Matt Oberg: I could be wrong about this but I think our grandparents were just of a mess as we are now and it just sort of hard to imagine that people were that kind of chaotic because the time seems more formal. Certainly there is differences in your language and your mannerisms a little bit but I think that’s the moments in a period movie when you are like ‘That’s what I would do.’ is what makes period films fun because it shows you the human condition has been the same for a long time. There is something comforting about that.

Anna Camp: I found it fun to play Peg, who is a woman who didn’t really have a lot of options. She lived in this small town as a school teacher and didn’t really realize there was anything greater out there and there were many other choices to be made. To be confronted with a night where she thinks ‘Maybe i can live my life the way i want to,’ to see what it feels like for a woman like that to go for it and grab life by the balls, haha, or by the reins.

Matt Oberg: …by the ball reins.

Anna Camp: Even if it was just for one night, it was really exciting to play because I doubt a lot of women were able to do that back in the day, were really doing that. It’s still frowned upon cheat on your fiance but I mean it’s a very dramatic thing to happen in your life obviously.

In continuation to that, your character had probably the biggest transition in the film. She went from 0 to 100 the moment she found out this could be it. What were your thoughts on why she reverted back to this tame life when the smoke cleared? 

Anna Camp: Great question, for so many reasons. There is this bit a shame and embarrassment that she is holding the next day. There is
sadness, like on a smaller scale, if you are a kid and finding out Santa didn’t exist. It’s so sad, I remember It was sad and I got so mad but what do you really do in 1938 and you have been engaged and been with him forever. What is she going to do now? Is she going to go out and have a life now with Sparky? With that guy? She is filled with questions and a million emotions the next day. I don’t think she is doing to stay forever. I wanted to make sure at the end of the film, you saw that she might not quite be done and there may be some fire deep down in there because she found something for the first time. I think there are a lot of things going on and she may be paralyzed right now but i don’t think that’s going to continue.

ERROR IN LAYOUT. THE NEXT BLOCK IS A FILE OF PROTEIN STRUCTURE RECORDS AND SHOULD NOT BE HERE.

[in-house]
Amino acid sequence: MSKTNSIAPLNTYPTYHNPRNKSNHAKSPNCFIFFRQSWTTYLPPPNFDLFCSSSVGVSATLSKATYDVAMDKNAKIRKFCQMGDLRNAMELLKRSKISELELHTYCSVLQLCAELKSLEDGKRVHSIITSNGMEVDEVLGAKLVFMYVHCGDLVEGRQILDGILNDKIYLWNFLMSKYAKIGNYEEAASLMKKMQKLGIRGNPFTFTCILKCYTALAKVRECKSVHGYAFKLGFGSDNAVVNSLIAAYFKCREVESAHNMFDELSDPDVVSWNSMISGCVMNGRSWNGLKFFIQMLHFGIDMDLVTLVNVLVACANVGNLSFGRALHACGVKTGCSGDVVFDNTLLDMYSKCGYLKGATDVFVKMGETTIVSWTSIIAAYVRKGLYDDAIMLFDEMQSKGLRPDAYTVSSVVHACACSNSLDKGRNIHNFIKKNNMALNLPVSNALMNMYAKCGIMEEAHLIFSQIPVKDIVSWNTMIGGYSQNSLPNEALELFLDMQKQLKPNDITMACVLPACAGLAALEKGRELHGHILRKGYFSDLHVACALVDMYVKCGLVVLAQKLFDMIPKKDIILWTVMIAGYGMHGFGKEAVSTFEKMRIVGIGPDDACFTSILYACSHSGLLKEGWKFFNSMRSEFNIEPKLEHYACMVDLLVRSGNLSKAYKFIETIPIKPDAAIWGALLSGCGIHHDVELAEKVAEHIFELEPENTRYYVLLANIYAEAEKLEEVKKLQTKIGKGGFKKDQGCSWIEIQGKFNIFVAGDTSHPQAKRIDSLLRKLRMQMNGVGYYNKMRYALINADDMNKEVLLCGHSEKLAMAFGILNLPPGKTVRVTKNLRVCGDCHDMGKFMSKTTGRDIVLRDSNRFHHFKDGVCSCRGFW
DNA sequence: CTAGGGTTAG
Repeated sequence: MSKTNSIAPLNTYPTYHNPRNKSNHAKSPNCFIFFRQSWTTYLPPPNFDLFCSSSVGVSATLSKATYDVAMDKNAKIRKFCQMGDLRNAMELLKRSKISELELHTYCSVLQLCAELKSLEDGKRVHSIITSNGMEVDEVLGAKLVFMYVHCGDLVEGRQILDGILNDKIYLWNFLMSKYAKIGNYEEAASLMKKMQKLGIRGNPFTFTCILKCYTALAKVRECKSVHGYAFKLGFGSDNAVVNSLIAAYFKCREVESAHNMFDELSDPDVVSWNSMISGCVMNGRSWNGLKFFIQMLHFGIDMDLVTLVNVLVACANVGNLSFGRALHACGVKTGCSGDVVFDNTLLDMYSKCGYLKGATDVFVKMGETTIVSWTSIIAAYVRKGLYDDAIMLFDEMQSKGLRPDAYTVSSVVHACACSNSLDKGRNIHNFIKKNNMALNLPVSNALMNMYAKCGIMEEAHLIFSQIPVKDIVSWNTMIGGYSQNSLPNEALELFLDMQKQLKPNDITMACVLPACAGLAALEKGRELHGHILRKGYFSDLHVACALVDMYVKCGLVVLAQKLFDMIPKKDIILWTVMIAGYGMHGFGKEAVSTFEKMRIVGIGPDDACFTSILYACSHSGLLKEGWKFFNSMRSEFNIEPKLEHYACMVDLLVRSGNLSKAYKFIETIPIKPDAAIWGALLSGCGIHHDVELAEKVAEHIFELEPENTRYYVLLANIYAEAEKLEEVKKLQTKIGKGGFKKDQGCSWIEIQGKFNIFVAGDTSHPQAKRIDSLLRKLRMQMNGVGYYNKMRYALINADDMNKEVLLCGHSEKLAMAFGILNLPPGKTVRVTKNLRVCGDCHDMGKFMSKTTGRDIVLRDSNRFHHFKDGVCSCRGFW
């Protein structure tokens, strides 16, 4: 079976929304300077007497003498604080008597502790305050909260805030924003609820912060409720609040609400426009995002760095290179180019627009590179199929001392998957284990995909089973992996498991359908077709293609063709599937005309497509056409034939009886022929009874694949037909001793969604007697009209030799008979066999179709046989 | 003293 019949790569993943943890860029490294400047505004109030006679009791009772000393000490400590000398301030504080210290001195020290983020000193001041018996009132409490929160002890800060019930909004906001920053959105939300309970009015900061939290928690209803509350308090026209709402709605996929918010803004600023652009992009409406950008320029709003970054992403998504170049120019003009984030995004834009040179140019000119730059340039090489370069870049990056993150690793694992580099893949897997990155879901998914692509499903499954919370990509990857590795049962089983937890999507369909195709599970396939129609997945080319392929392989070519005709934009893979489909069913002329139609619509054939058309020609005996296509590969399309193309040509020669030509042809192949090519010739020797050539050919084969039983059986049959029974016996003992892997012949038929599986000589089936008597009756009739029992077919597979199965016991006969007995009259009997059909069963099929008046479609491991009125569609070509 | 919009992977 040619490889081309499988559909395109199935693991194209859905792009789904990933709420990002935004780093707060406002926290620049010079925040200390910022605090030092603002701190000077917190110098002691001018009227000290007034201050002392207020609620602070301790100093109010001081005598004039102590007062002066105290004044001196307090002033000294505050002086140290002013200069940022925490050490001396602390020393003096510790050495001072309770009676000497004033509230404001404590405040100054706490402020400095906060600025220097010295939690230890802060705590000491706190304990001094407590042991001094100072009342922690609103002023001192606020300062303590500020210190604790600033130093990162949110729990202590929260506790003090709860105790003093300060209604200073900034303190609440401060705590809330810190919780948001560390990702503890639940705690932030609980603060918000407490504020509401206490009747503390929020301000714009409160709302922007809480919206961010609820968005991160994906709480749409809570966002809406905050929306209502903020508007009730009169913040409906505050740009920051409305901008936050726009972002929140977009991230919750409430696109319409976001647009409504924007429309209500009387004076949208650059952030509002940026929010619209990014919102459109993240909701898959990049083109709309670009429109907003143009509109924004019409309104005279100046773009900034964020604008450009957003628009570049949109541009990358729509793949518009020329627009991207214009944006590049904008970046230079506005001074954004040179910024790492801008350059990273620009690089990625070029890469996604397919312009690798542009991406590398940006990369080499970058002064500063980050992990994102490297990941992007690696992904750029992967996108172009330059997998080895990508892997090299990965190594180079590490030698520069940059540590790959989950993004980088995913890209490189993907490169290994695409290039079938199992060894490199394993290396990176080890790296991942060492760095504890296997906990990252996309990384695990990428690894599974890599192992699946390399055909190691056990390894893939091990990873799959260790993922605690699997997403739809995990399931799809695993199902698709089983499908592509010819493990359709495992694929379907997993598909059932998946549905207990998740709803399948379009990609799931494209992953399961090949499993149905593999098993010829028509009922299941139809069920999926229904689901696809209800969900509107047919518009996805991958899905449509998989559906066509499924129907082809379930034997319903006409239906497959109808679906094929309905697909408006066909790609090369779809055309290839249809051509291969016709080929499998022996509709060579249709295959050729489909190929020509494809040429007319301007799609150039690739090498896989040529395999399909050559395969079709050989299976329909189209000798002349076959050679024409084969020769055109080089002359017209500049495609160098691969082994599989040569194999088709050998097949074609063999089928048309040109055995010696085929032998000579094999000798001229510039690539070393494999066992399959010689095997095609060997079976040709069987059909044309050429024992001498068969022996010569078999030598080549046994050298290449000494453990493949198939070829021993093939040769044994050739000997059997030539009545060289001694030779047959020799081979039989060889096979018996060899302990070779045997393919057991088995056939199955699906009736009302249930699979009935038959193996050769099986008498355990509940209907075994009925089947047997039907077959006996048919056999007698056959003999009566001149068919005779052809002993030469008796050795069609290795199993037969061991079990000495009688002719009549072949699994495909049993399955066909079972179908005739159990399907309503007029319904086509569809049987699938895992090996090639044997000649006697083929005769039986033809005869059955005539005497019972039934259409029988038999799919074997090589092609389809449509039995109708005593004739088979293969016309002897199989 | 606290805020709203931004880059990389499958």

Matt Oberg: I think it’s a human thing to realize there are so many other choices available to me and how I’m going to live my life but how and when i can possibly make those choices or act on any of those options are the hard part.

It was interesting to see some of these characters make a complete 180, as soon as they found out their lives could end. What was the process of creating the mindset for some of these characters?

Jody Lambert: Great question. We started with ‘What characters would be fun to track through this?’ We knew we wanted it to  be an ensemble movie that had a big cast of characters but not too many but we didn’t want it to feel like you aren’t really in the mind or the head of somebody because you aren’t spending enough time with them. So we started with ‘Who would be in this town?’ and we narrowed it down to who we thought would be the most interesting ones. We narrowed it down to who we thought were the most interesting ones. A little bit using the tropes of those 50’s disaster movies like the War of the Worlds movie. We have a small town so how about the mayor, how about the teacher, how about the lonely house wife, how about the priest and once we had our core characters and what their internal conflicts were before the movie started we knew we arrived with some fun characters to track over the course of the night.